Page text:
Motley crew

Russell McCulley
Friday, April 1, 2011

A shortage of experienced geoscientists and petroleum engineers will delay projects and could push operators to take more risks, according to a survey released 29 March 2011.

The labor market for mid-career petrotechnical professionals ‘will be tight over the next three years, resulting in the poaching of staff, salary escalation and higher attrition rates', Schlumberger Business Consulting said, following publication of the results from its 2010 Oil & Gas HR Benchmark study. ‘These staffing issues will have serious consequences on projects and production capacity.'

The survey found that NOCs and major oil companies have substantially increased their recruitment targets to address the shortage.

As many as 5000 geoscientists and petroleum engineers hired before the oil crash and recruitment cutbacks of the 1980s will retire by 2014, SBC said. Oil company demand for new graduates is outpacing gloomy forecasts from last year's survey, it continued, with respondents revising 2011 recruitment targets for technical staff upwards by 15%. Universities are on track to meet the demand, particularly schools in Asia and Russia, which supply 72% of graduates in geosciences and 79% of petroleum engineering graduates. Women make up about 40% of petrotechnical graduates in Asia, compared to 20% in North America, the survey found.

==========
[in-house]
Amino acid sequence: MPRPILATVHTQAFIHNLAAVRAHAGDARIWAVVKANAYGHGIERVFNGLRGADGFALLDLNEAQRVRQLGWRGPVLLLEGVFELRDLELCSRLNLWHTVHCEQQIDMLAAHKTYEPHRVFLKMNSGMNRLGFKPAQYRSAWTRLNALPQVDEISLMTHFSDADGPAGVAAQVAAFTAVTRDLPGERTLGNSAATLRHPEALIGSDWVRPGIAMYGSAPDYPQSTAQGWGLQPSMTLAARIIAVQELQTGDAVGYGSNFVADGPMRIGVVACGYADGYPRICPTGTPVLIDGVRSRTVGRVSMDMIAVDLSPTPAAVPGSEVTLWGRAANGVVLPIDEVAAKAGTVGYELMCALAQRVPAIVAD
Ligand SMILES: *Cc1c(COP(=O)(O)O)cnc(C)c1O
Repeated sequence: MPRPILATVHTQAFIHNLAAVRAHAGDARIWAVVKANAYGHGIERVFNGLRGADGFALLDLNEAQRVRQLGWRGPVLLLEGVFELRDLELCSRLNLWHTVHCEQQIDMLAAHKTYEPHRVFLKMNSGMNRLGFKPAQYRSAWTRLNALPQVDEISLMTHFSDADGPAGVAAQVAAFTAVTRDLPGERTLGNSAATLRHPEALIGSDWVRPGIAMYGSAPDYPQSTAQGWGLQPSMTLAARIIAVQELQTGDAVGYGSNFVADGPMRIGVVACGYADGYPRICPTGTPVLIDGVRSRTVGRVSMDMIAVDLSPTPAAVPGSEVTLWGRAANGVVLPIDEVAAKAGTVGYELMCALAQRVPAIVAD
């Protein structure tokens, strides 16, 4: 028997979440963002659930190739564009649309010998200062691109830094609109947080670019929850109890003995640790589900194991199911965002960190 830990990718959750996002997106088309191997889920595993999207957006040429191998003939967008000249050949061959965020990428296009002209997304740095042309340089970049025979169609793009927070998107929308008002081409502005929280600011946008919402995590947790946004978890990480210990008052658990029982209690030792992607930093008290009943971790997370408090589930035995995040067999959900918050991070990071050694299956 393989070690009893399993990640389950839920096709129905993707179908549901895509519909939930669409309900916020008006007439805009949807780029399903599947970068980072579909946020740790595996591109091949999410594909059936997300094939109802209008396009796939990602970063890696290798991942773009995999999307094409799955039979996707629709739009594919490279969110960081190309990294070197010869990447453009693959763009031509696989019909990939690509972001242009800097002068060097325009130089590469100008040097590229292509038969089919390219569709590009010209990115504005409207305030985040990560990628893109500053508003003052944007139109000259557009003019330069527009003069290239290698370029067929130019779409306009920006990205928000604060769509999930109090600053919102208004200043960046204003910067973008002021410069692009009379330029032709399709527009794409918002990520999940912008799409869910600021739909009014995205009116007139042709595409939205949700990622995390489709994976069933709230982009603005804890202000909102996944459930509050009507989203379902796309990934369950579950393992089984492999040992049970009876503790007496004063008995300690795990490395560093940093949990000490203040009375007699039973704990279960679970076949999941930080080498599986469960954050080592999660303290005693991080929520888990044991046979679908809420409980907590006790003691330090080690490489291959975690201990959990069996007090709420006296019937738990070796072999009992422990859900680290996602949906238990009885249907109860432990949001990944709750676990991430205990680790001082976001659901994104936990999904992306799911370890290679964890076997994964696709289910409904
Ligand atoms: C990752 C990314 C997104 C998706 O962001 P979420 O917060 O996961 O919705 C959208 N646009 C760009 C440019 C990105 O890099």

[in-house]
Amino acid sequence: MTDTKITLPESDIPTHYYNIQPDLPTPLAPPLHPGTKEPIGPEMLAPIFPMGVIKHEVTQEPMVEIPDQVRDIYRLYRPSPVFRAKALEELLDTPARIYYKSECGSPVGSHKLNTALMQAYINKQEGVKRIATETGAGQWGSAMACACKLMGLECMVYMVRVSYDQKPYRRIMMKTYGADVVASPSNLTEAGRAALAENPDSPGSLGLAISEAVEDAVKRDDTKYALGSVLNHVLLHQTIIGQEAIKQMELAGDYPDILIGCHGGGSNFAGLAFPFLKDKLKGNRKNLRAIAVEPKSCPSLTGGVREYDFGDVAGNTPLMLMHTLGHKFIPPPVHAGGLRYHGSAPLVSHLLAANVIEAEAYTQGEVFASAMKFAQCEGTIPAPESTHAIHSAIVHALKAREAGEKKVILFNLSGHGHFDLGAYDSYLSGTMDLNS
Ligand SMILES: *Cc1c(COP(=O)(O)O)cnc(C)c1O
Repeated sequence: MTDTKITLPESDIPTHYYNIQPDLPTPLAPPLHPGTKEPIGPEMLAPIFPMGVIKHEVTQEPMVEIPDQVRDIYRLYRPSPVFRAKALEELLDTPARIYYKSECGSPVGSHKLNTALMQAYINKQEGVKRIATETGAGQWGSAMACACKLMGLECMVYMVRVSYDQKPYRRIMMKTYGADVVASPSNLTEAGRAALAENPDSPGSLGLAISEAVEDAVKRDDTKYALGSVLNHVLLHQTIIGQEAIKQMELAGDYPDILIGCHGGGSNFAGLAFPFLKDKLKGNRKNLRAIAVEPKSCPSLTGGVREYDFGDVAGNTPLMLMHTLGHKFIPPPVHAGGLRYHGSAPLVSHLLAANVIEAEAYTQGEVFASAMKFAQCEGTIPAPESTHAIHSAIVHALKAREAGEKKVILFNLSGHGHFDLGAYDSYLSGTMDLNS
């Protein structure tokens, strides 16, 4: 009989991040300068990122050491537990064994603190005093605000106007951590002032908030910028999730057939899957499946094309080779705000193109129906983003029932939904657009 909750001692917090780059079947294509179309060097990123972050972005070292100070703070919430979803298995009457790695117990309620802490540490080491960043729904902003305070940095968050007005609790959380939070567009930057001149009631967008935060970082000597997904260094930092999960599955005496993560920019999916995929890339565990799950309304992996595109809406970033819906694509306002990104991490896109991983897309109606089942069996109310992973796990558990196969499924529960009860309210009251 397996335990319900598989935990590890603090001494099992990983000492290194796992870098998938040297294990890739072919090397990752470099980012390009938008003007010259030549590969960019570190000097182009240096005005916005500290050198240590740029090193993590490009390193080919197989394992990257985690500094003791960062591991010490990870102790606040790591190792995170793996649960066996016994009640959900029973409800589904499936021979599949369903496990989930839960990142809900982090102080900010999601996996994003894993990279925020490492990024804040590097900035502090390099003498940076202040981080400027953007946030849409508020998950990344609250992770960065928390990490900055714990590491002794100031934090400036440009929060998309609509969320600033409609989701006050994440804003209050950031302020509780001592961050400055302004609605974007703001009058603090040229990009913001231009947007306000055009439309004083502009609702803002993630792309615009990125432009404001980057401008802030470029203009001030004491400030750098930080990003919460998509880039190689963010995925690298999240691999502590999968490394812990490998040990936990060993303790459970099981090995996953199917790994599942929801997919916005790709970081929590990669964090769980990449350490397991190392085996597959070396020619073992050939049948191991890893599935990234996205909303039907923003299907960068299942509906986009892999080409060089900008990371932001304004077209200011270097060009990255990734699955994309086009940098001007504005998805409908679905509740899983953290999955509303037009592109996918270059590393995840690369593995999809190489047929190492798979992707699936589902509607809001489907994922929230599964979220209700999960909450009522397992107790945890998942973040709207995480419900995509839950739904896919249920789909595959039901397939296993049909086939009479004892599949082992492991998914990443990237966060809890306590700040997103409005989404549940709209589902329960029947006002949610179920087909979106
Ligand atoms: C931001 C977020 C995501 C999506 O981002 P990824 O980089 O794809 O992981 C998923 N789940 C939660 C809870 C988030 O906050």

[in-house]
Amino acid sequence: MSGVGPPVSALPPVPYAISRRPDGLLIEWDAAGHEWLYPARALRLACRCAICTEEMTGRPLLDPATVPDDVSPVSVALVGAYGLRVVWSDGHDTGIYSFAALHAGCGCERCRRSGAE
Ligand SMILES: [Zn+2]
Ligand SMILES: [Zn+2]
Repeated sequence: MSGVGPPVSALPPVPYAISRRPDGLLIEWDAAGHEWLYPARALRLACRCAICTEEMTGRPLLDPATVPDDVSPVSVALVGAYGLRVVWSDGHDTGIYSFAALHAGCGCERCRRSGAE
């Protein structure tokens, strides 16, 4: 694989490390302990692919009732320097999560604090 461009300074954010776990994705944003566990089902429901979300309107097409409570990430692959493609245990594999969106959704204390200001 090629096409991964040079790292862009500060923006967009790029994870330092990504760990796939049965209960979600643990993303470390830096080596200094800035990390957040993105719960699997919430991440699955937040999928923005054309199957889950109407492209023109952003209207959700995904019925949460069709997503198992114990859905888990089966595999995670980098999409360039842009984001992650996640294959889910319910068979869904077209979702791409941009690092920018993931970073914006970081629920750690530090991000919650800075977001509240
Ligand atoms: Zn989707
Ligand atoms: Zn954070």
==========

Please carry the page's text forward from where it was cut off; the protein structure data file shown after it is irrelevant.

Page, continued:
‘Companies will need to adapt their recruitment to the new distribution of talent worldwide,' SBC said.

‘Recent trends and serious accidents' will create higher costs for operators and increase the ratio of workers to barrels of oil produced, the company added.

The survey was conducted by the Paris-based SBC Energy Institute using data from 11 NOCs, five majors, 12 independents, one oilfield services company and 77 universities. OE

Categories: Geoscience Engineering

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